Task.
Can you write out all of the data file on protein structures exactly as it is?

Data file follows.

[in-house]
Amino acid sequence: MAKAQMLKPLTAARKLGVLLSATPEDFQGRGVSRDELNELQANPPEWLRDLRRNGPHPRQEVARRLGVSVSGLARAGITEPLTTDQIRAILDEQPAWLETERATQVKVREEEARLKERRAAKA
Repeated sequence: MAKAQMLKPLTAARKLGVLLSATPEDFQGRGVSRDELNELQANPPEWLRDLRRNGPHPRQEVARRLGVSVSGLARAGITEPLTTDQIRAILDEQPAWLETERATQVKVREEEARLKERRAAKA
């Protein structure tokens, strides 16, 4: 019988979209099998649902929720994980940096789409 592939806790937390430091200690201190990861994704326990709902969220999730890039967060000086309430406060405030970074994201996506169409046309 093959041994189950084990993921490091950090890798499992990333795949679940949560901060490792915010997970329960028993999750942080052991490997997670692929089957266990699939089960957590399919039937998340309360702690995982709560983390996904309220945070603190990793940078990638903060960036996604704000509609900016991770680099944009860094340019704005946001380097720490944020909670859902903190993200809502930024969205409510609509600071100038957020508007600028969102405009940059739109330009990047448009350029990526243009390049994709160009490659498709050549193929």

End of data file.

[in-house]
Amino acid sequence: MAKAQMLKPLTAARKLGVLLSATPEDFQGRGVSRDELNELQANPPEWLRDLRRNGPHPRQEVARRLGVSVSGLARAGITEPLTTDQIRAILDEQPAWLETERATQVKVREEEARLKERRAAKA
Repeated sequence: MAKAQMLKPLTAARKLGVLLSATPEDFQGRGVSRDELNELQANPPEWLRDLRRNGPHPRQEVARRLGVSVSGLARAGITEPLTTDQIRAILDEQPAWLETERATQVKVREEEARLKERRAAKA
């Protein structure tokens, strides 16, 4: 019988979209099998649902929720994980940096789409 592939806790937390430091200690201190990861994704326990709902969220999730890039967060000086309430406060405030970074994201996506169409046309 093959041994189950084990993921490091950090890798499992990333795949679940949560901060490792915010997970329960028993999750942080052991490997997670692929089957266990699939089960957590399919039937998340309360702690995982709560983390996904309220945070603190990793940078990638903060960036996604704000509609900016991770680099944009860094340019704005946001380097720490944020909670859902903190993200809502930024969205409510609509600071100038957020508007600028969102405009940059739109330009990047448009350029990526243009390049994709160009490659498709050549193929």